Will the wave of new formats aimed at mobile video augment or simply replace traditional TV viewing? Oisin Lunny explores how mobile could determine the future of video consumption in The Guardian.
The gogglebox, beloved of politicians and advertisers alike for its effortless inducement of states of suggestibility, could be losing its most valuable asset: captive eyeballs. Social media is increasingly the hangout of choice and “off-portal” eyeballs can be hard to quantify and directly monetise. So how serious is the fight to coax the public back in front of the original “small screen”?
To put this into context, while mobile is breaking unprecedented ground in terms of broadcast consumption and interaction, broadcast TV seems to be retaining the lions share of eyeballs: for now. A recent Ofcom report stated, “Despite the hype, the available data does not support the view that the ‘battle for eyeballs’ is yet particularly intense. If X-Factor has an audience of 11 million and its app has around 550,000 downloads, then 95% of eyeballs are still on the first screen.”
Overall though, the trend towards mobile media consumption is clear. While TV is still top dog in the UK, in the US, media consumption is now predominantly digital, with the fastest growth being driven from mobile devices, according to eMarketer.
Martin Ogden, senior strategist at broadcast engagement specialists Spoke, says the slow migration of viewers to mobile and social platforms is a worry for broadcasters. “The broadcasters have realised that they have lost control of the audience conversation, so the broadcasters are fighting to bring them back. It’s working but it’s early days. We are in a transition stage. Broadcasters have to offer a connection with the audience across web, companion apps, YouTube, Facebook, Twitter posts etc.”
Ogden can also see a similar change in attitudes within ad agencies which will impact the wider industry. “The brands want to have all-pervasive ‘trojan horse’ content marketing – in other words, they want to be woven into the whole entertainment format experience. The big ad agencies are starting to become the predominant investors for new broadcast programming. Once the agencies are funding the production companies and new content is reaching consumers OTT (over the top), for example via YouTube, the traditional ‘walled-garden’ model of broadcast media starts to crumble.” Indeed, in this post-Facebook age, the concept of walled gardens seems to go against the grain of the effortlessly cross-platform consumer.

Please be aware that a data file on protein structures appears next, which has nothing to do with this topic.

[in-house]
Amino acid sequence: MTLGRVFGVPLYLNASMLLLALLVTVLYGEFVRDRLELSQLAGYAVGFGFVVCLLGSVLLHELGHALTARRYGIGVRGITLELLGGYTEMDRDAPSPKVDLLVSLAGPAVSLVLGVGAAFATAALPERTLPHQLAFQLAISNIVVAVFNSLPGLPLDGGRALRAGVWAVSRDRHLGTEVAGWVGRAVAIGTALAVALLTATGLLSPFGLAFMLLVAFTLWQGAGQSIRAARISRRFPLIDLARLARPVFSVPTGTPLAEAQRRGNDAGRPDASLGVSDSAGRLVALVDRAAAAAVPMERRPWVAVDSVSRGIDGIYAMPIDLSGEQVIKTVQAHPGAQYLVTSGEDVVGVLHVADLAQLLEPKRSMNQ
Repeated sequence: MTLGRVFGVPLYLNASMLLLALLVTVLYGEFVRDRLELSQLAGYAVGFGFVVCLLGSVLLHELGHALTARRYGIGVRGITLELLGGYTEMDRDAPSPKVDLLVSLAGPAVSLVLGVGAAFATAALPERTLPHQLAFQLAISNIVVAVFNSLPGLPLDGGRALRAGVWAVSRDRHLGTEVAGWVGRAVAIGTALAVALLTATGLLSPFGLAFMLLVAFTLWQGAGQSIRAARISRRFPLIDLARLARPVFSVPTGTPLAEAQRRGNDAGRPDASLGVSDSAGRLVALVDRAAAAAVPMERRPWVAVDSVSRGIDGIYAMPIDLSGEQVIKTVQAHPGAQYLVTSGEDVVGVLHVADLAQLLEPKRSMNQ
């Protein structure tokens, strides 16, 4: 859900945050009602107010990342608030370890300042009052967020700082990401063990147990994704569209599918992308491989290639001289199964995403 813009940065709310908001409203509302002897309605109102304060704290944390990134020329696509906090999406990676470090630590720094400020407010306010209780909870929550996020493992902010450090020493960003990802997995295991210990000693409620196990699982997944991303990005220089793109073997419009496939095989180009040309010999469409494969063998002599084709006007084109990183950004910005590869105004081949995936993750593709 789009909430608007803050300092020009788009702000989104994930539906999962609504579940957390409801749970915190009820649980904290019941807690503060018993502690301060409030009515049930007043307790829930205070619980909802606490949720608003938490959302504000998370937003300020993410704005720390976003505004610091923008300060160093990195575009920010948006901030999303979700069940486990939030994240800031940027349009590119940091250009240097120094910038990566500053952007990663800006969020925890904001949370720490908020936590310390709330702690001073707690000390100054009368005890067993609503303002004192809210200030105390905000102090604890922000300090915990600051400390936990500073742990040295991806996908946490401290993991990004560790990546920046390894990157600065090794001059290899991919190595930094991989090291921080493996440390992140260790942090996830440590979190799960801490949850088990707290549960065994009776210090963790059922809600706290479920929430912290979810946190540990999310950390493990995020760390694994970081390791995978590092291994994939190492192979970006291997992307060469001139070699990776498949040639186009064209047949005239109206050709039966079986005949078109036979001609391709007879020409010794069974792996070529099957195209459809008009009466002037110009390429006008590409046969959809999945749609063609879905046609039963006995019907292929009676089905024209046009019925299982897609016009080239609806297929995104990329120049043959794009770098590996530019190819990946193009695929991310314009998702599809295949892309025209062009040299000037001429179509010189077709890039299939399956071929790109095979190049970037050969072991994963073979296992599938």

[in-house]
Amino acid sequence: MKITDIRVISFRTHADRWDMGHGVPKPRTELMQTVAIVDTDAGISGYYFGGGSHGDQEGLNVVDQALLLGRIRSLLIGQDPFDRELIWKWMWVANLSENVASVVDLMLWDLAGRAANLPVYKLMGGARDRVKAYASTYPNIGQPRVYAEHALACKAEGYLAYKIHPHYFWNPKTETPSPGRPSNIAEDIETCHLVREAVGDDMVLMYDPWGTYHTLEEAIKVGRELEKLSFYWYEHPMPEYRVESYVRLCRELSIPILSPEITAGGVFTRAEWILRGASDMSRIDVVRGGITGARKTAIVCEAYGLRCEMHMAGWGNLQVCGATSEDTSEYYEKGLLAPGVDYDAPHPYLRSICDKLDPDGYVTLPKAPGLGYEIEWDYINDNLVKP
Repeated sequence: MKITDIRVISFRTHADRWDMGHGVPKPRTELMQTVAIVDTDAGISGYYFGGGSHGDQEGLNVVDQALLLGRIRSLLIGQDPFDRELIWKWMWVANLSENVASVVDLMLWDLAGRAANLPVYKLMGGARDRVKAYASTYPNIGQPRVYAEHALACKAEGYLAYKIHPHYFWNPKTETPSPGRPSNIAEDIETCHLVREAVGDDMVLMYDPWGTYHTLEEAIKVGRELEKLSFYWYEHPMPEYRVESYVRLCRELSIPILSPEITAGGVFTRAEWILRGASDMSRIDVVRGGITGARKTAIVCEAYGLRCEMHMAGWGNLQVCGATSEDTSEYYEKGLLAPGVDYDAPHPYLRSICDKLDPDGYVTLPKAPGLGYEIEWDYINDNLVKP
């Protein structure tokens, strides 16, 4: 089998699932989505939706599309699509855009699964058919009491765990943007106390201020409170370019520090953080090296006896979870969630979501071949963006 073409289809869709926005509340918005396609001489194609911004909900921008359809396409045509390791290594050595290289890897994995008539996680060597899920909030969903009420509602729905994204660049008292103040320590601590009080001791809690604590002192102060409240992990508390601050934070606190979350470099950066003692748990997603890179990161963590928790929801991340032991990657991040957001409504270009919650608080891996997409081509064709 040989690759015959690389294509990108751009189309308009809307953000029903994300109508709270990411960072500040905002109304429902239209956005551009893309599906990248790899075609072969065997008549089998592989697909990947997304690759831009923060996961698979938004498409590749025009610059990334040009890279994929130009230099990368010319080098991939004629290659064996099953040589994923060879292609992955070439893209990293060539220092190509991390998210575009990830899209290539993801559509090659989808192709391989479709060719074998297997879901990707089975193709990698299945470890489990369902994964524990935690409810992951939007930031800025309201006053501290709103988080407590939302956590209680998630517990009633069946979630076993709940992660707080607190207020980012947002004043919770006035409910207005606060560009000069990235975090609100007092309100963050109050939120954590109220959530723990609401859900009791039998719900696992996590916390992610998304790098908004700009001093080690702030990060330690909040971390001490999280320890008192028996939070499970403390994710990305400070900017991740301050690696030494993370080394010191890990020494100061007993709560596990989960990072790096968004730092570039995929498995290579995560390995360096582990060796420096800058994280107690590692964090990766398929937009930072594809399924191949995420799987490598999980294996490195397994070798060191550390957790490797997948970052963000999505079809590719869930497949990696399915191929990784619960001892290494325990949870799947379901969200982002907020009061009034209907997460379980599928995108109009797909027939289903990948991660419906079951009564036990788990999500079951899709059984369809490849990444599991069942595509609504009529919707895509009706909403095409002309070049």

Ray Mia, CEO of Streamworks International says broadcasters have to stop thinking linear, they have to think outside of the (set top) box: “TV is not TV anymore; it’s not just about live or on demand, it’s about content on everything, available anywhere, at any time. Content is king, but delivery is King Kong.” Mia believes radical innovation is urgently needed, because while TV is working for now, unless they place mobile at the centre of their strategies, they’re going to plateau.
Part of the response from broadcasters has been developing apps for smart TVs. Sean McKnight, CEO of startup Roll TV emphatically disagrees with this approach and favours mobile-centric strategies: “Mobile devices are already more powerful than the processors in smart TVs and mobile touch screens are a better interface. Smart TV is also a nightmare to develop for compared to mobile platforms.”